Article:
Sub-Mariner: The Depths #3
In my American Lit. class the professor assigned a paper in which we are to discuss Henry James's The Turn of The Screw in terms of its status as a ghost story. As those who've read the story know, the whole conceit of the book is that the governess who narrates the tale is the only one to witness the specters. This fact coupled with a handful of other subtle inconsistencies give the story an ambiguity of purpose that critics are still debating 150 years after its publication. Upon reading the third issue of Peter Milligan and Esad Ribic's superb Sub-Mariner series, I concluded that my professor could just as easily assigned the class to discuss The Depths in similar terms, with nearly as fruitful results.
The third issue is unquestionably the best (thus far) in what is shaping up to be one of the most literarily, artistically and philosophically sophisticated comics in recent memory. The book's strength is in its ambiguity and its ambiguity stems from the varied possible explanations--each with its particular strengths, none wholly satisfying--for the mysterious events experienced by the crew. As Nelson discovers Stein's absence in the book's opening pages, only to find that he has ventured out on his own in one of the craft's mini-submersibles, he, as well as the reader, can reasonably attribute Stein's delirium and lack of judgment to the peculiar physical demands of deep sea travel.
The same could more or less be said for Stein's deepening paranoia, but this is where things begin to get a little shaky. As Stein inches continually closer to madness, he clings ever more fiercely to his militant empiricism. The problem of course is that conviction that is as unyielding as Stein's generally signals some sort of underlying insecurity. Nelson recognizes this when he asks, "What kind of man looks for something he know ain't there?"
What's interesting about this first part of the comic is that the narrative focus seems to point toward Stein himself as the source of the bizarre happenings on the craft. This is variously evidenced by the paranoid entries in his journal, the physical manifestations of the stresses of deep sea travel and the deeply rooted insecurity evidenced by his social, cultural and racial elitism and his almost lunatic affirmations of his faith in reason alone, culminating in a bizarre diatribe in which he insists to a photograph that it is nothing but "a product of light and chemicals."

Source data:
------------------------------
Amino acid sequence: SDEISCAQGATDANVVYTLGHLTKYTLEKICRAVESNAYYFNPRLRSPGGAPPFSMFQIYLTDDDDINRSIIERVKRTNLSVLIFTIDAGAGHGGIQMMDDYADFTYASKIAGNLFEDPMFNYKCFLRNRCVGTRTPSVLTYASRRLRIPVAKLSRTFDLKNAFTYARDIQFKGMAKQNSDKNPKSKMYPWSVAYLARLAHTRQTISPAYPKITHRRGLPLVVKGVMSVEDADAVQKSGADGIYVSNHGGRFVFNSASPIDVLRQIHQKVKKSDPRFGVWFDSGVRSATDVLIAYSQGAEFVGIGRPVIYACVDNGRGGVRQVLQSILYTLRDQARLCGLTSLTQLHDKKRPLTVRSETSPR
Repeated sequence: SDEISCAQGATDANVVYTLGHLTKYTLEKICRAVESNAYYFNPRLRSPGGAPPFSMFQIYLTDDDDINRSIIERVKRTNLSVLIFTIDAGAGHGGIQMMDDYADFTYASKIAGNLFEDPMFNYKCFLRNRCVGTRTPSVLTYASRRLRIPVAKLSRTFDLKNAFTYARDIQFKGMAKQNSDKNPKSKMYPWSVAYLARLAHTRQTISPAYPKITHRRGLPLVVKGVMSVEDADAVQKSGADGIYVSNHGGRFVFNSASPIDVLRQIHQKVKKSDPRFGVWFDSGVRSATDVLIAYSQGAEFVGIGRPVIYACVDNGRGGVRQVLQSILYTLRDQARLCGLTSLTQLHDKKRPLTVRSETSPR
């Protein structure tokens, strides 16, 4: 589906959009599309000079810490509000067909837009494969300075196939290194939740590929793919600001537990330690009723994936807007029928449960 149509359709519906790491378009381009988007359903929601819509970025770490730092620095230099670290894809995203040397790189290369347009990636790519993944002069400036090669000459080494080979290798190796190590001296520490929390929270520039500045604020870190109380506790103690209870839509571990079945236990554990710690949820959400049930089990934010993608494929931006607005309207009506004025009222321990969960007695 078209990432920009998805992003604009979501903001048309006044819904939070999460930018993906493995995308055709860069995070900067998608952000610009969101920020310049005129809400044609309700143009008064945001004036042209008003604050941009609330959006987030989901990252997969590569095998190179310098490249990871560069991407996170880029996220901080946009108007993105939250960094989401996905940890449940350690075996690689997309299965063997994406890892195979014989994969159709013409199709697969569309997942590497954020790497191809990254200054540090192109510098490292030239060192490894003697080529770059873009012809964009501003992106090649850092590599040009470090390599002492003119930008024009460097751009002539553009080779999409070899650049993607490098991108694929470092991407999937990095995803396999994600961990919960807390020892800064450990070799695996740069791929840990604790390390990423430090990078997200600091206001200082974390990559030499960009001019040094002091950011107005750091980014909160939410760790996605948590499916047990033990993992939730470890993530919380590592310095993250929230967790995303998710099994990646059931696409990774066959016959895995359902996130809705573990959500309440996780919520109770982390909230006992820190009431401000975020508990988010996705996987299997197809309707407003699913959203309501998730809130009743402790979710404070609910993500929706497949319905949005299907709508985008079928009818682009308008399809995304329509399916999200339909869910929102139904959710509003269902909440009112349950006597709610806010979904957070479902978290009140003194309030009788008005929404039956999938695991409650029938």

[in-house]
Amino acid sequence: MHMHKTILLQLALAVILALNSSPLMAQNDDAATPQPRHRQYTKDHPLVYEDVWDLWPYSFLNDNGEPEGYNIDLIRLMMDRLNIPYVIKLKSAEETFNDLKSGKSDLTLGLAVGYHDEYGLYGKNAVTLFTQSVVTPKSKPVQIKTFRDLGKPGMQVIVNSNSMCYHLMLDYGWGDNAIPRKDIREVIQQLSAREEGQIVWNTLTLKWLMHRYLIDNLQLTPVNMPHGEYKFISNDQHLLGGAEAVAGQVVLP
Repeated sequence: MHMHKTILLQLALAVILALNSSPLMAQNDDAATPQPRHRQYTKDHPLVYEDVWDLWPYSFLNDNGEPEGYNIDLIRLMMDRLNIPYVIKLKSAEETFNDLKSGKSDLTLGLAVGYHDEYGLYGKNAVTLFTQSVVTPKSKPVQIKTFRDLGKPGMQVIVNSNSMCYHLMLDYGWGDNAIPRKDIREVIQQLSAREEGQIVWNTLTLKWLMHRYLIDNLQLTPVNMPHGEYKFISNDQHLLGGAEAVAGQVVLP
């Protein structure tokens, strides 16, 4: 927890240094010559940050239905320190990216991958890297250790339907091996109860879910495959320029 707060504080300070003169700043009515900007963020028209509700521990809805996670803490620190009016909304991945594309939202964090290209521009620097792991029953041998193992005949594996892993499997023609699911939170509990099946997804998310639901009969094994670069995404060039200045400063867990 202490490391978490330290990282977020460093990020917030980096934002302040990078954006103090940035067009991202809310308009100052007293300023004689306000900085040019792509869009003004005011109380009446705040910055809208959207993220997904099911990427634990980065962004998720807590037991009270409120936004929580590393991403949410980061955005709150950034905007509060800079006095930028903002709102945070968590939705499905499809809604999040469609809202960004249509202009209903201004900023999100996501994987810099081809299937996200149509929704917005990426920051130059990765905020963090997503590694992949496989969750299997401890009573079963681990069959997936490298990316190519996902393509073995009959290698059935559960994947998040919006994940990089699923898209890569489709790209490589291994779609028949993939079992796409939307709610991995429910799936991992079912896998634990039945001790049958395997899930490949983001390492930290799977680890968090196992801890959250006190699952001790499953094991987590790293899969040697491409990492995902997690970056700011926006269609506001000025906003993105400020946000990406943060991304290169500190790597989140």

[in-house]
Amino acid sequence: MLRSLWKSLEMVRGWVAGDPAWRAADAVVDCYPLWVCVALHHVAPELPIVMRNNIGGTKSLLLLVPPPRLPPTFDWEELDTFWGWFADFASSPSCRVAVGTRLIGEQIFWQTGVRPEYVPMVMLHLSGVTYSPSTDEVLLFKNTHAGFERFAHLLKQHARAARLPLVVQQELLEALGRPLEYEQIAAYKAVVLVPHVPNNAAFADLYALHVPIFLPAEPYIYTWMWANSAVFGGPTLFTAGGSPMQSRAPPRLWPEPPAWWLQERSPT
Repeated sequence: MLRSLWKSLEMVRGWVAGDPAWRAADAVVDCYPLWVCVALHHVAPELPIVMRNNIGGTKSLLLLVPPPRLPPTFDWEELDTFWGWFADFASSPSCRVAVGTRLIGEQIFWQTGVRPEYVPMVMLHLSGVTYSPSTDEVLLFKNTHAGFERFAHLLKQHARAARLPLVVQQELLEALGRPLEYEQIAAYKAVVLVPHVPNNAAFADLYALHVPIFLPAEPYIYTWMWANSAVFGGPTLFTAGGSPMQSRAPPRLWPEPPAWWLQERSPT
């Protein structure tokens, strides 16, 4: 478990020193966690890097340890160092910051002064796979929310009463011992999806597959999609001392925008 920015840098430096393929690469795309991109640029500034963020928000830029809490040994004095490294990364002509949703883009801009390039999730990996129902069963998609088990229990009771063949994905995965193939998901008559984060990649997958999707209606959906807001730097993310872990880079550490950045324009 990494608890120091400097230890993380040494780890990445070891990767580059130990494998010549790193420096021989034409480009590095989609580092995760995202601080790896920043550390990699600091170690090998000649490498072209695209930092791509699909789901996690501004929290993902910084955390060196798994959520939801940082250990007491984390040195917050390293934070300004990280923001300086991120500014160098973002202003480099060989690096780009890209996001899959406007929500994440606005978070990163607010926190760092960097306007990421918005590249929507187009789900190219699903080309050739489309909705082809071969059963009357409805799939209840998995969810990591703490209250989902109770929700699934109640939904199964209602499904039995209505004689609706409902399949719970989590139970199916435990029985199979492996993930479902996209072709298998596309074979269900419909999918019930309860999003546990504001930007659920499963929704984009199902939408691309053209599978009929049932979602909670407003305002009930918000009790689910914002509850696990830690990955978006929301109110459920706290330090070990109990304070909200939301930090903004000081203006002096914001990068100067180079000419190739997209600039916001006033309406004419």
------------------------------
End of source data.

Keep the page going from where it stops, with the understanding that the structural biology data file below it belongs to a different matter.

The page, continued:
The genesis of the art and narrative in the book's final pages is truly masterful. Whatever was left of the cohesion of the Plato's crew is completely shattered as they board the inexplicably silent Mariana Trench Station and discover the corpses first of McKeogh and subsequently of the rest of the station personnel. As one sailor harps continually on the subject of the station's blue movies, the normally self-controlled Nelson lunges at his throat and has to be pulled away by the other members of the crew. Stein is forced to assert his control as the situation totters toward anarchy, but he fails to realize that his edict forbidding the mere mention of Namor serves only to confirm the crew's conviction that he is responsible for the carnage.
The scenes of discovery are brilliantly rendered--the strange, almost mutilated aspects of the bodies and bizarre blood spatters only deepen the mystery. Ribic subtly alters his use of color and shadow in these pages, magnifying the book's dream-like atmosphere. The comic's closing sequence, in which Stein watches the film discovered in the camera lying next to McKeogh's body, is perhaps the high-water mark of the series to date. The scratches running along the film element and the strange attitude of bemused levity of the speaker give the scene a realistically affecting quality. The odd and really satisfying thing about this peculiar sort of The Blair Witch Project parody is that by contextualizing it with the overarching narrative of the comic it ends up being far scarier than the original.
As Sammy mentioned in his weekly haul post, the debate surrounding The Depths is as to whether or not Namor really exists and is responsible for these strange underwater events. While this question certainly forms the crux of the tale being told, the fact that the answer is more or less irrelevant is testament to the skill of the telling.